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Friday, August 1, 2014

Saturday, June 28, 2008
Literature

Talking with Kamila Shamsie

(An exclusive interview with Kamila Shamsie, author of In the City by the Sea, Salt and Saffron, Kartography and Broken Verses by The Daily Star's Ahmede Hussain.)

AH: How important is it for you to know your 'audience'?
KS: Not at all. By that, I mean I don't know my audience. My novels are not only published in several countries, they're also published in several languages, so in some cases I have no way of even knowing what version of my book is coming across to readers (because all translations are, of course, different 'versions' of the original text.) I suppose my attitude towards 'audience' is shaped by the fact that I grew up reading books for which I couldn't have been the 'intended audience.' I mean, I don't suppose any of the writers I read and loved thought of an Anglophone Pakistani as their 'audience.' And yet, I was still able to appreciate and love books which showed no sign of having a Pakistani readership in mind - even though I would often run into cultural references I didn't understand. I learnt to read around those moments of confusion, or to understand them via context - and as a writer, I always assume that my readers will be able to do the same.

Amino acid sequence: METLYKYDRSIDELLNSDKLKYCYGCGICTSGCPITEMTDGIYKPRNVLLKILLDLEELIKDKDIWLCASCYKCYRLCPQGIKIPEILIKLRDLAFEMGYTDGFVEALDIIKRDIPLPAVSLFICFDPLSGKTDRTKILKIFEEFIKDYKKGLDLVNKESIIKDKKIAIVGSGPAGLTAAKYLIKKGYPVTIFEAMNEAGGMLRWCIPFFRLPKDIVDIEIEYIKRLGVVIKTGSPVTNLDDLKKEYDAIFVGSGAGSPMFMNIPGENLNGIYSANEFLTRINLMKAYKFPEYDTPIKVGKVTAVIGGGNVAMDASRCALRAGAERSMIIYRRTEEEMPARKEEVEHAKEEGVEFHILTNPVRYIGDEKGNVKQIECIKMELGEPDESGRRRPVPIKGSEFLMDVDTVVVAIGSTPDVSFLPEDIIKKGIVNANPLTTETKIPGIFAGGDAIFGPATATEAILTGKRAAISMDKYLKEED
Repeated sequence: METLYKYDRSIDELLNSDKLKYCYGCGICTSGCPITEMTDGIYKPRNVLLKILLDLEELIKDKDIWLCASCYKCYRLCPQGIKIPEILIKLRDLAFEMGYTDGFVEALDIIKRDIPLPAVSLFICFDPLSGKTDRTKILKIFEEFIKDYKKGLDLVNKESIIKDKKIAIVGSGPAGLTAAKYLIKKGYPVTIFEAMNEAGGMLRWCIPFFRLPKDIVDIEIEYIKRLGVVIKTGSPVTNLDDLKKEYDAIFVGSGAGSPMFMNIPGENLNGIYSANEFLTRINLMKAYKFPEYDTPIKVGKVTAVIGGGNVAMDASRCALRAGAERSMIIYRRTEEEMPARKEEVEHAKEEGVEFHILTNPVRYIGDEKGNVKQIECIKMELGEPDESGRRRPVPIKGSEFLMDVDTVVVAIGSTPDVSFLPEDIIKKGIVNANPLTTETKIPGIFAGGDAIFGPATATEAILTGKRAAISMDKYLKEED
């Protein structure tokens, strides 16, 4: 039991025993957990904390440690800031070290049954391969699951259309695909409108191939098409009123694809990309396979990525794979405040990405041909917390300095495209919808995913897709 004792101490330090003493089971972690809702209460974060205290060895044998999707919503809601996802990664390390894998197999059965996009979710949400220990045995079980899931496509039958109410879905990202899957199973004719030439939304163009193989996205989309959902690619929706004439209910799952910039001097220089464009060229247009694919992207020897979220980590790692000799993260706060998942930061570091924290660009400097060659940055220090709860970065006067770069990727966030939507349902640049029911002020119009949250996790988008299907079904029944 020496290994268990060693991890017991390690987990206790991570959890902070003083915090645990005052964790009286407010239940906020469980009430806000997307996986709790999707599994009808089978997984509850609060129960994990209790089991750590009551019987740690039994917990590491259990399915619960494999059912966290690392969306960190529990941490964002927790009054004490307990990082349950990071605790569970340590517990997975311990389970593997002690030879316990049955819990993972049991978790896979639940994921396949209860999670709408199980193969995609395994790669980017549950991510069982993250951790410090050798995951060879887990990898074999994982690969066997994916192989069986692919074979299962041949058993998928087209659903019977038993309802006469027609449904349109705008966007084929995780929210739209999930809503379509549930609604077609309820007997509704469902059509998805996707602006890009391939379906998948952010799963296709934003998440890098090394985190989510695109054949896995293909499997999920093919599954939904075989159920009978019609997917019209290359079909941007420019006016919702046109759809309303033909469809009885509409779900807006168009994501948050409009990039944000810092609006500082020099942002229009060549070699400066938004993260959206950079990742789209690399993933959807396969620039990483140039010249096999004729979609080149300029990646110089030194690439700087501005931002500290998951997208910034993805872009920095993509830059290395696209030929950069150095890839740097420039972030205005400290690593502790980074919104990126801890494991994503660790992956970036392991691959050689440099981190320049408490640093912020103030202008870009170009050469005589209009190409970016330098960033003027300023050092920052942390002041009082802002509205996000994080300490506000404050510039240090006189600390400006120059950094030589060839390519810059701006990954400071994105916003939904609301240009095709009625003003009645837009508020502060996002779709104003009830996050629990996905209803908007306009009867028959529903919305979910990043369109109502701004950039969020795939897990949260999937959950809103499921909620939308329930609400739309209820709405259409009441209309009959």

But of course, I'm answering this question as though 'audience' is defined by nationhood, though the question doesn't specify it. (Although each time I'm asked the question in a public forum, it's phrased in a 'do you write for Pakistanis or for the West' sort of the way). And my 'not at all' response is an answer to that question of nation-based audience. I do, however, have a language-based audience in mind. Notwithstanding the fact that books get translated I assume that my audience (which includes my translators) is an Anglophone one - so while I might use occasional words of Urdu in a text, I'll do it in such a way that ensures a non-Urdu speaker will not miss anything crucial by a failure to understand those words.